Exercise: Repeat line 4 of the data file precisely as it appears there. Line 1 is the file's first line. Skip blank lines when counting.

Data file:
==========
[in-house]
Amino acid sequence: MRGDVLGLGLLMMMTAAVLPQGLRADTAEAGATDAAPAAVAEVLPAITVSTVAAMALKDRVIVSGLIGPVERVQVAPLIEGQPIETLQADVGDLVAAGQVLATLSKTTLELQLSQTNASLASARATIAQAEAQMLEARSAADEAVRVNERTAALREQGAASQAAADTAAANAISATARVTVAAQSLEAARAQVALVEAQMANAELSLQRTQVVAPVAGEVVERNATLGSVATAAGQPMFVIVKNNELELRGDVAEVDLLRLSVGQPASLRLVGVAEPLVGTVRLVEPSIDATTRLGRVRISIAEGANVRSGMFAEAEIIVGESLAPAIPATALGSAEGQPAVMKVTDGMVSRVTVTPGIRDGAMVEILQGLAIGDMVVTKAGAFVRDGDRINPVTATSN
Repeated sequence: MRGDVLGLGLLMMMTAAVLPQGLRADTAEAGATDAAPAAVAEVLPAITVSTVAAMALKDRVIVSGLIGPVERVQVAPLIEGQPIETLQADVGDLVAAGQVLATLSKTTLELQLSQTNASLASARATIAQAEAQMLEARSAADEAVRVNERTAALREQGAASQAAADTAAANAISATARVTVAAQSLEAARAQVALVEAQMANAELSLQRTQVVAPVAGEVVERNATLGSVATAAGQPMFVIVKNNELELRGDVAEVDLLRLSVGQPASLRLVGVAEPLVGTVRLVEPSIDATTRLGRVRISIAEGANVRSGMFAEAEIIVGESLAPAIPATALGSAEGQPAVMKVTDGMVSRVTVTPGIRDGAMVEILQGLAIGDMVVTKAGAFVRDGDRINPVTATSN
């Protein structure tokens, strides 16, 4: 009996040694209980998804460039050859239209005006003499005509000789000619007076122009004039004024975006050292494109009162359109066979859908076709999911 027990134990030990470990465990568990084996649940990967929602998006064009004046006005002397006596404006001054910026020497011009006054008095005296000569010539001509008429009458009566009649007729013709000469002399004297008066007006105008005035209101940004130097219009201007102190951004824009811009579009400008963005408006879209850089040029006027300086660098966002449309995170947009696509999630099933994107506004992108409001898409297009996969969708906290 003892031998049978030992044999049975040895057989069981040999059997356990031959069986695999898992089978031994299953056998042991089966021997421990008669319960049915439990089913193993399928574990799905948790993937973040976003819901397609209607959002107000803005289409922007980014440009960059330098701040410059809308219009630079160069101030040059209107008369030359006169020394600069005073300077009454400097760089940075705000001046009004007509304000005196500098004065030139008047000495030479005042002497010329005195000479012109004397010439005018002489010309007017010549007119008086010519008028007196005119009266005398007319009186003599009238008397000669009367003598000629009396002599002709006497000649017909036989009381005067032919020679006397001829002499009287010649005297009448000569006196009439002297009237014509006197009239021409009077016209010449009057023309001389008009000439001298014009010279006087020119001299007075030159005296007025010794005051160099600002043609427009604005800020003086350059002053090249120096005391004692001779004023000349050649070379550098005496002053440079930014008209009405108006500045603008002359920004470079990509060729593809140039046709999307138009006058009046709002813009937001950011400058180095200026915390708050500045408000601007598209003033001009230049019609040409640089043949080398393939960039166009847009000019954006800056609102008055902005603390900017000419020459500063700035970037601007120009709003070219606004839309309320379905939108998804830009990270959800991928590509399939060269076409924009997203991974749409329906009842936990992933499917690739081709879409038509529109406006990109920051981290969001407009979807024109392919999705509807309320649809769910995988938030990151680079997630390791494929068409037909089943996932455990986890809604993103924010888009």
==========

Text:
């Protein structure tokens, strides 16, 4: 009996040694209980998804460039050859239209005006003499005509000789000619007076122009004039004024975006050292494109009162359109066979859908076709999911 027990134990030990470990465990568990084996649940990967929602998006064009004046006005002397006596404006001054910026020497011009006054008095005296000569010539001509008429009458009566009649007729013709000469002399004297008066007006105008005035209101940004130097219009201007102190951004824009811009579009400008963005408006879209850089040029006027300086660098966002449309995170947009696509999630099933994107506004992108409001898409297009996969969708906290 003892031998049978030992044999049975040895057989069981040999059997356990031959069986695999898992089978031994299953056998042991089966021997421990008669319960049915439990089913193993399928574990799905948790993937973040976003819901397609209607959002107000803005289409922007980014440009960059330098701040410059809308219009630079160069101030040059209107008369030359006169020394600069005073300077009454400097760089940075705000001046009004007509304000005196500098004065030139008047000495030479005042002497010329005195000479012109004397010439005018002489010309007017010549007119008086010519008028007196005119009266005398007319009186003599009238008397000669009367003598000629009396002599002709006497000649017909036989009381005067032919020679006397001829002499009287010649005297009448000569006196009439002297009237014509006197009239021409009077016209010449009057023309001389008009000439001298014009010279006087020119001299007075030159005296007025010794005051160099600002043609427009604005800020003086350059002053090249120096005391004692001779004023000349050649070379550098005496002053440079930014008209009405108006500045603008002359920004470079990509060729593809140039046709999307138009006058009046709002813009937001950011400058180095200026915390708050500045408000601007598209003033001009230049019609040409640089043949080398393939960039166009847009000019954006800056609102008055902005603390900017000419020459500063700035970037601007120009709003070219606004839309309320379905939108998804830009990270959800991928590509399939060269076409924009997203991974749409329906009842936990992933499917690739081709879409038509529109406006990109920051981290969001407009979807024109392919999705509807309320649809769910995988938030990151680079997630390791494929068409037909089943996932455990986890809604993103924010888009």